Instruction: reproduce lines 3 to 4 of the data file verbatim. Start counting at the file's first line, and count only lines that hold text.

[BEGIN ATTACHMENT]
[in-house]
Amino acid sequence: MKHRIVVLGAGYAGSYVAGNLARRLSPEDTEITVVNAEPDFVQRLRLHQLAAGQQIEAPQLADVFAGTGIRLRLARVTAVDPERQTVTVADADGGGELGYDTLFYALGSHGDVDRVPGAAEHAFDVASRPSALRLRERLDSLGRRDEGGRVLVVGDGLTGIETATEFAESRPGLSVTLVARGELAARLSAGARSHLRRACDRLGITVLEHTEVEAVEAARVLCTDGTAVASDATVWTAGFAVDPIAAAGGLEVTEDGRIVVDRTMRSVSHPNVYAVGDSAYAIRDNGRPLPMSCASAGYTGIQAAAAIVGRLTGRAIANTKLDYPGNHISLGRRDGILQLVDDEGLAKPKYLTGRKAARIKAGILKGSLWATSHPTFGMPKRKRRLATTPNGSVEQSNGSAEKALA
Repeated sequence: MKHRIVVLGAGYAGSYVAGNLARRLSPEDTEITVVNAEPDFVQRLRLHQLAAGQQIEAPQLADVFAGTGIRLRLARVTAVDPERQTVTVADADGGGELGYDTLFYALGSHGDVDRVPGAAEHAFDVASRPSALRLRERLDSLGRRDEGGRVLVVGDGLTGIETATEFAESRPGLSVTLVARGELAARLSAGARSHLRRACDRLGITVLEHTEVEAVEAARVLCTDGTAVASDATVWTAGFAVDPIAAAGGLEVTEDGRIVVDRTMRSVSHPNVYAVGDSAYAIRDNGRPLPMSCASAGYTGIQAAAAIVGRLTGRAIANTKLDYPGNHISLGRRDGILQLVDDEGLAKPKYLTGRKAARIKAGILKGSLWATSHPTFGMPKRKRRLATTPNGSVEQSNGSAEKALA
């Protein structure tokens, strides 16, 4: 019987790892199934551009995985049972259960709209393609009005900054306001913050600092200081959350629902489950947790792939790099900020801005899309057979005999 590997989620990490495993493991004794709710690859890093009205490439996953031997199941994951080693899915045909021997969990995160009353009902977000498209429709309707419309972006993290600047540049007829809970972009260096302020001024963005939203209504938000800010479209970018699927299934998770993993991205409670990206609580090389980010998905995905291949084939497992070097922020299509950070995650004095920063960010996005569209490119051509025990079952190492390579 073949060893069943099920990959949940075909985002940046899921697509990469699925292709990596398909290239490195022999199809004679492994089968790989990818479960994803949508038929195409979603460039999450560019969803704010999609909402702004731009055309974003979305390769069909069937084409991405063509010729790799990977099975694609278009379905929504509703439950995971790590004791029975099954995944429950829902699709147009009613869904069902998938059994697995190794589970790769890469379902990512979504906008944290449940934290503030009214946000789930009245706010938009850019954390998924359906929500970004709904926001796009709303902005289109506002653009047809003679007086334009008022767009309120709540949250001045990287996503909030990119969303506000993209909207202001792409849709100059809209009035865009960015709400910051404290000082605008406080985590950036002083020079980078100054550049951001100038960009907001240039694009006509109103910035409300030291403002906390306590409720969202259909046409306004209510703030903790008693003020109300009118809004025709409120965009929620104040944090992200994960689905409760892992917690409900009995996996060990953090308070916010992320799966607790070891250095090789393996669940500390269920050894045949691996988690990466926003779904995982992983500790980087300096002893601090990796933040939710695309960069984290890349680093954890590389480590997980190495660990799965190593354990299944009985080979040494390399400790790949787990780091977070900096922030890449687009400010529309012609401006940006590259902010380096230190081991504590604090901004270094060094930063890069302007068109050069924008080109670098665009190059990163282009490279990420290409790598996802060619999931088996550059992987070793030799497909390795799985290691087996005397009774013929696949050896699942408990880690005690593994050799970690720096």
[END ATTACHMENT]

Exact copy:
Repeated sequence: MKHRIVVLGAGYAGSYVAGNLARRLSPEDTEITVVNAEPDFVQRLRLHQLAAGQQIEAPQLADVFAGTGIRLRLARVTAVDPERQTVTVADADGGGELGYDTLFYALGSHGDVDRVPGAAEHAFDVASRPSALRLRERLDSLGRRDEGGRVLVVGDGLTGIETATEFAESRPGLSVTLVARGELAARLSAGARSHLRRACDRLGITVLEHTEVEAVEAARVLCTDGTAVASDATVWTAGFAVDPIAAAGGLEVTEDGRIVVDRTMRSVSHPNVYAVGDSAYAIRDNGRPLPMSCASAGYTGIQAAAAIVGRLTGRAIANTKLDYPGNHISLGRRDGILQLVDDEGLAKPKYLTGRKAARIKAGILKGSLWATSHPTFGMPKRKRRLATTPNGSVEQSNGSAEKALA
């Protein structure tokens, strides 16, 4: 019987790892199934551009995985049972259960709209393609009005900054306001913050600092200081959350629902489950947790792939790099900020801005899309057979005999 590997989620990490495993493991004794709710690859890093009205490439996953031997199941994951080693899915045909021997969990995160009353009902977000498209429709309707419309972006993290600047540049007829809970972009260096302020001024963005939203209504938000800010479209970018699927299934998770993993991205409670990206609580090389980010998905995905291949084939497992070097922020299509950070995650004095920063960010996005569209490119051509025990079952190492390579 073949060893069943099920990959949940075909985002940046899921697509990469699925292709990596398909290239490195022999199809004679492994089968790989990818479960994803949508038929195409979603460039999450560019969803704010999609909402702004731009055309974003979305390769069909069937084409991405063509010729790799990977099975694609278009379905929504509703439950995971790590004791029975099954995944429950829902699709147009009613869904069902998938059994697995190794589970790769890469379902990512979504906008944290449940934290503030009214946000789930009245706010938009850019954390998924359906929500970004709904926001796009709303902005289109506002653009047809003679007086334009008022767009309120709540949250001045990287996503909030990119969303506000993209909207202001792409849709100059809209009035865009960015709400910051404290000082605008406080985590950036002083020079980078100054550049951001100038960009907001240039694009006509109103910035409300030291403002906390306590409720969202259909046409306004209510703030903790008693003020109300009118809004025709409120965009929620104040944090992200994960689905409760892992917690409900009995996996060990953090308070916010992320799966607790070891250095090789393996669940500390269920050894045949691996988690990466926003779904995982992983500790980087300096002893601090990796933040939710695309960069984290890349680093954890590389480590997980190495660990799965190593354990299944009985080979040494390399400790790949787990780091977070900096922030890449687009400010529309012609401006940006590259902010380096230190081991504590604090901004270094060094930063890069302007068109050069924008080109670098665009190059990163282009490279990420290409790598996802060619999931088996550059992987070793030799497909390795799985290691087996005397009774013929696949050896699942408990880690005690593994050799970690720096």